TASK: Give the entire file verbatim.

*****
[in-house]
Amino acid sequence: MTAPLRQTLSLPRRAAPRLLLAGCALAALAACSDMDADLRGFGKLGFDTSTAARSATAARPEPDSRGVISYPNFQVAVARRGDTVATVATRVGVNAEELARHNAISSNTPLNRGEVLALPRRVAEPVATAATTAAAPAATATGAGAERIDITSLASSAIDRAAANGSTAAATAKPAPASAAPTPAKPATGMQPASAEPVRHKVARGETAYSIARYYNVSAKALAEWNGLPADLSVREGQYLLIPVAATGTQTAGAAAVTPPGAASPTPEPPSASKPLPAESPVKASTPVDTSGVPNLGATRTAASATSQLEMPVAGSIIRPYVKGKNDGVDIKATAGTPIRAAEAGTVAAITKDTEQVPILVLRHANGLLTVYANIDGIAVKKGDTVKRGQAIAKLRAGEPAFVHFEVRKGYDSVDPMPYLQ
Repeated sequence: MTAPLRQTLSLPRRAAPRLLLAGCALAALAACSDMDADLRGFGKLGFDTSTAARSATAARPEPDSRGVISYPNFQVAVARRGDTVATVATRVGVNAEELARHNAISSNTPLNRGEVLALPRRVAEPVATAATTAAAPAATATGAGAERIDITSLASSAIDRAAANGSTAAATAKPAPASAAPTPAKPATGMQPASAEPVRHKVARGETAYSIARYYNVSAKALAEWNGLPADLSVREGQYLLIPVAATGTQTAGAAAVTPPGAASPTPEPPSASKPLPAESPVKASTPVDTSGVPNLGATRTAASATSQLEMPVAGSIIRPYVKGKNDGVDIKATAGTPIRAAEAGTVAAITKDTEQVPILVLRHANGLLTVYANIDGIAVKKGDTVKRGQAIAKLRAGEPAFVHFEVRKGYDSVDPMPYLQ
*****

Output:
[in-house]
Amino acid sequence: MTAPLRQTLSLPRRAAPRLLLAGCALAALAACSDMDADLRGFGKLGFDTSTAARSATAARPEPDSRGVISYPNFQVAVARRGDTVATVATRVGVNAEELARHNAISSNTPLNRGEVLALPRRVAEPVATAATTAAAPAATATGAGAERIDITSLASSAIDRAAANGSTAAATAKPAPASAAPTPAKPATGMQPASAEPVRHKVARGETAYSIARYYNVSAKALAEWNGLPADLSVREGQYLLIPVAATGTQTAGAAAVTPPGAASPTPEPPSASKPLPAESPVKASTPVDTSGVPNLGATRTAASATSQLEMPVAGSIIRPYVKGKNDGVDIKATAGTPIRAAEAGTVAAITKDTEQVPILVLRHANGLLTVYANIDGIAVKKGDTVKRGQAIAKLRAGEPAFVHFEVRKGYDSVDPMPYLQ
Repeated sequence: MTAPLRQTLSLPRRAAPRLLLAGCALAALAACSDMDADLRGFGKLGFDTSTAARSATAARPEPDSRGVISYPNFQVAVARRGDTVATVATRVGVNAEELARHNAISSNTPLNRGEVLALPRRVAEPVATAATTAAAPAATATGAGAERIDITSLASSAIDRAAANGSTAAATAKPAPASAAPTPAKPATGMQPASAEPVRHKVARGETAYSIARYYNVSAKALAEWNGLPADLSVREGQYLLIPVAATGTQTAGAAAVTPPGAASPTPEPPSASKPLPAESPVKASTPVDTSGVPNLGATRTAASATSQLEMPVAGSIIRPYVKGKNDGVDIKATAGTPIRAAEAGTVAAITKDTEQVPILVLRHANGLLTVYANIDGIAVKKGDTVKRGQAIAKLRAGEPAFVHFEVRKGYDSVDPMPYLQ